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Endemic biota of the tropical Andes

AutorInnen: 
Hazzi, N. A., Moreno, J. S., Ortiz-Movliav, C., Palacio, R. D.
Erscheinungsjahr: 
2018
Vollständiger Titel: 
Biogeographic regions and events of isolation and diversification of the endemic biota of the tropical Andes
Autor/-innen des ZFMK: 
Org. Einordnung: 
Publiziert in: 
Proceedings of the National Academy of Sciences of the United States of America
Publikationstyp: 
Zeitschriftenaufsatz
DOI Name: 
DOI: 10.1073/pnas.1803908115
Bibliographische Angaben: 
Hazzi, N. A., Moreno, J. S., Ortiz-Movliav, C., Palacio, R. D. (2018): Biogeographic regions and events of isolation and diversification of the endemic biota of the tropical Andes - Proceedings of the National Academy of Sciences 115 (31): 7985-7990.
Abstract:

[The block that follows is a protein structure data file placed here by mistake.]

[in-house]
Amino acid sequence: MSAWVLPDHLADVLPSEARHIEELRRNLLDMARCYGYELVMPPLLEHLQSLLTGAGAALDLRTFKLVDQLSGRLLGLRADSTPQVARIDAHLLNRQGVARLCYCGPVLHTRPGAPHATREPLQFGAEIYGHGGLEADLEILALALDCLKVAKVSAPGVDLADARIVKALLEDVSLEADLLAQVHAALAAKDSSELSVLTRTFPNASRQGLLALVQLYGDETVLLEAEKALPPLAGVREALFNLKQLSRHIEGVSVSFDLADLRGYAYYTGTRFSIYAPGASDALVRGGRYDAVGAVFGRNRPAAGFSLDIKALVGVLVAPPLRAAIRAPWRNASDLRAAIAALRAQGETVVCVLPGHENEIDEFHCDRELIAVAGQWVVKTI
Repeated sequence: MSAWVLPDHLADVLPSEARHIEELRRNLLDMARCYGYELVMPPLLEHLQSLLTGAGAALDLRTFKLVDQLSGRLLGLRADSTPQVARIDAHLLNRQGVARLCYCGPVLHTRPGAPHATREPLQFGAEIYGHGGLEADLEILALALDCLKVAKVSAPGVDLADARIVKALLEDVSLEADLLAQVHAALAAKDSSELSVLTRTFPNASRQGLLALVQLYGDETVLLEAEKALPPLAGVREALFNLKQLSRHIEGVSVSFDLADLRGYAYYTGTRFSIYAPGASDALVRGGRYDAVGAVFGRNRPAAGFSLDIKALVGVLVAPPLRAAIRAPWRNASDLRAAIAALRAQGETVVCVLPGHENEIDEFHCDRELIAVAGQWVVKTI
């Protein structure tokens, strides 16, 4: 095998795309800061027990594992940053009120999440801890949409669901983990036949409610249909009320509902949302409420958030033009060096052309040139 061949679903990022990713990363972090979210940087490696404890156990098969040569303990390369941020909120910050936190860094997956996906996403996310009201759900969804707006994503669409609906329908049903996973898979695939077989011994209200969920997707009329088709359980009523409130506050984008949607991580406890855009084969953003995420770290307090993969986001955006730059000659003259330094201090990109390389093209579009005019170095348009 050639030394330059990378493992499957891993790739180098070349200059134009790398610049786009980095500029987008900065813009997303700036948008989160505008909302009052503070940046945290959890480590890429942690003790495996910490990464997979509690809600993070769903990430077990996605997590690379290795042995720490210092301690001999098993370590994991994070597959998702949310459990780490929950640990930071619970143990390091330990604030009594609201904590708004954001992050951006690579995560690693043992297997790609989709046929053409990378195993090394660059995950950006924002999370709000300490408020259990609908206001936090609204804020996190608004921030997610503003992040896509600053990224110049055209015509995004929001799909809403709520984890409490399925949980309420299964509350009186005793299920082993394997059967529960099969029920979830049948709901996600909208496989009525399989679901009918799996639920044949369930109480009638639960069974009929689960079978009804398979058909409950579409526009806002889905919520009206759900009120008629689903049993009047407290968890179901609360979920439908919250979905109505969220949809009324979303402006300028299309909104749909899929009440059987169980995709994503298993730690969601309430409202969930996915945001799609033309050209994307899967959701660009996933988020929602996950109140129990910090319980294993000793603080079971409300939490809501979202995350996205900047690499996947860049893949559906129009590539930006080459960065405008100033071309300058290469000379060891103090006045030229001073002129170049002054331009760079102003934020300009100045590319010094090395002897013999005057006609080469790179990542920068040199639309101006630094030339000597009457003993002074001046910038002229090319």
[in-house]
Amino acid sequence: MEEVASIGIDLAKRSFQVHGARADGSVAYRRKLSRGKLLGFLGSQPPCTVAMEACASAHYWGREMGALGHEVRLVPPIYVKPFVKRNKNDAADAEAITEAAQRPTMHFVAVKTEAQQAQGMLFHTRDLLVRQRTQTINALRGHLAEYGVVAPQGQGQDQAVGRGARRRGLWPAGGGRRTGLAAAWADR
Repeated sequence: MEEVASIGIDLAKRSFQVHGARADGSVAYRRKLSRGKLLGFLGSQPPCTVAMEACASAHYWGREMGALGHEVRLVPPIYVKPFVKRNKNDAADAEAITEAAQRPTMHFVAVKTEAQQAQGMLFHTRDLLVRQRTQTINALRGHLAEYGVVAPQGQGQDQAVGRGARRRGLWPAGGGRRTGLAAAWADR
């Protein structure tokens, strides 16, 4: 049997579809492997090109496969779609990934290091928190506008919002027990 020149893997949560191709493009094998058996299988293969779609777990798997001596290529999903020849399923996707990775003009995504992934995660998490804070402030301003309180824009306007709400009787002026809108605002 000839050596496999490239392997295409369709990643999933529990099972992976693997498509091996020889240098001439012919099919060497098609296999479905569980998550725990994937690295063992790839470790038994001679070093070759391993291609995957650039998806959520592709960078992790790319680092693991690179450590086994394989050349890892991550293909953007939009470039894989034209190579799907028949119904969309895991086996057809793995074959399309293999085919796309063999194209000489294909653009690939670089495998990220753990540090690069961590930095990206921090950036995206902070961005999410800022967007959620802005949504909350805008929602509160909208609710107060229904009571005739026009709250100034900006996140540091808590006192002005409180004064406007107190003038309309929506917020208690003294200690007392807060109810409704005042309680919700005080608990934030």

Understanding the spatial and temporal evolution of biota in the tropical Andes is a major challenge, given the region’s topographic complexity and high beta diversity. We used a network approach to find biogeographic regions (bioregions) based on high-resolution species distribution models for 151 endemic bird taxa. Then, we used dated molecular phylogenies of 14 genera to reconstruct the area history through a sequence of allopatric speciation processes. We identified 15 biogeographical regions and found 26 events of isolation and diversification within their boundaries that are independently confirmed with disjunct distributions of sister taxa. Furthermore, these events are spatially congruent with six geographical barriers related to warm and/or dry river valleys, discontinuities in elevation, and high peaks separating fauna from different range slopes. The most important barrier is the Marañon River Valley, which limits the boundaries of four bioregions and is congruent with eight phylogenetic distribution breaks, separating the Central and Northern Andes, where the most bioregions are found. We also show that many bioregions have diffuse and overlapping structures, with contact and transition zones that challenge previous conceptions of biogeographical regions as spatially simple in structure. This study found evidence that the drivers of our identified bioregions were processes of Andean uplift and mountain dispersal facilitated by temperature oscillations of the Pleistocene. Therefore, Andean bioregions were not formed from one simple biogeographical event in a certain time frame, but from a combination of vicariance and dispersal events, which occurred in different time periods.

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